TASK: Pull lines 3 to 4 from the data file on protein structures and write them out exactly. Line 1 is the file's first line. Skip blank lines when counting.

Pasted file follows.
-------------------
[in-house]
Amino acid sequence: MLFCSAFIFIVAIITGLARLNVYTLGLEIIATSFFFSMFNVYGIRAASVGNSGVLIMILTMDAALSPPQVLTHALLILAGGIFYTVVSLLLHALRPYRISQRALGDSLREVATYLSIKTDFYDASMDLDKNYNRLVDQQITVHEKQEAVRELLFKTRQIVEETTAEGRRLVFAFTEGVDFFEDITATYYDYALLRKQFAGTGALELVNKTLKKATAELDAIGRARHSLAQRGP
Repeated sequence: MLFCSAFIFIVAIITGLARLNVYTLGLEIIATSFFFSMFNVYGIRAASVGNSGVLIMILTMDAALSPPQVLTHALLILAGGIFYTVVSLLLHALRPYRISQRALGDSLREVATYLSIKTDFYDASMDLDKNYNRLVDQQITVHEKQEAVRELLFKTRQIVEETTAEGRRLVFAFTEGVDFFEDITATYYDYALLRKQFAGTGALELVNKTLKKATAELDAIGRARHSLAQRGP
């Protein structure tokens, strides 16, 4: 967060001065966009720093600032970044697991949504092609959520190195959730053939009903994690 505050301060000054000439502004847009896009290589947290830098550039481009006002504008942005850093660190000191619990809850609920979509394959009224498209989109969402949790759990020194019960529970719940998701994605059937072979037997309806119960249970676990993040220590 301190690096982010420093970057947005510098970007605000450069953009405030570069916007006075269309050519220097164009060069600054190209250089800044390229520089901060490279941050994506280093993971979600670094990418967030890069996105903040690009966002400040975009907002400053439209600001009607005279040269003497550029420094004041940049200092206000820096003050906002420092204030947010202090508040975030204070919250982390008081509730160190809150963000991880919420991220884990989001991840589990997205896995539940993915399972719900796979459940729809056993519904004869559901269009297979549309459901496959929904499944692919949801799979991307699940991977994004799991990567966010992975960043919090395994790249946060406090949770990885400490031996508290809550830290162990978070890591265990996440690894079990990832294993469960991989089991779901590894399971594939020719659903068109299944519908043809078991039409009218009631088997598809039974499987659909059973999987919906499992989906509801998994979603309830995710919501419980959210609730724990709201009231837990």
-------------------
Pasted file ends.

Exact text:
Repeated sequence: MLFCSAFIFIVAIITGLARLNVYTLGLEIIATSFFFSMFNVYGIRAASVGNSGVLIMILTMDAALSPPQVLTHALLILAGGIFYTVVSLLLHALRPYRISQRALGDSLREVATYLSIKTDFYDASMDLDKNYNRLVDQQITVHEKQEAVRELLFKTRQIVEETTAEGRRLVFAFTEGVDFFEDITATYYDYALLRKQFAGTGALELVNKTLKKATAELDAIGRARHSLAQRGP
């Protein structure tokens, strides 16, 4: 967060001065966009720093600032970044697991949504092609959520190195959730053939009903994690 505050301060000054000439502004847009896009290589947290830098550039481009006002504008942005850093660190000191619990809850609920979509394959009224498209989109969402949790759990020194019960529970719940998701994605059937072979037997309806119960249970676990993040220590 301190690096982010420093970057947005510098970007605000450069953009405030570069916007006075269309050519220097164009060069600054190209250089800044390229520089901060490279941050994506280093993971979600670094990418967030890069996105903040690009966002400040975009907002400053439209600001009607005279040269003497550029420094004041940049200092206000820096003050906002420092204030947010202090508040975030204070919250982390008081509730160190809150963000991880919420991220884990989001991840589990997205896995539940993915399972719900796979459940729809056993519904004869559901269009297979549309459901496959929904499944692919949801799979991307699940991977994004799991990567966010992975960043919090395994790249946060406090949770990885400490031996508290809550830290162990978070890591265990996440690894079990990832294993469960991989089991779901590894399971594939020719659903068109299944519908043809078991039409009218009631088997598809039974499987659909059973999987919906499992989906509801998994979603309830995710919501419980959210609730724990709201009231837990």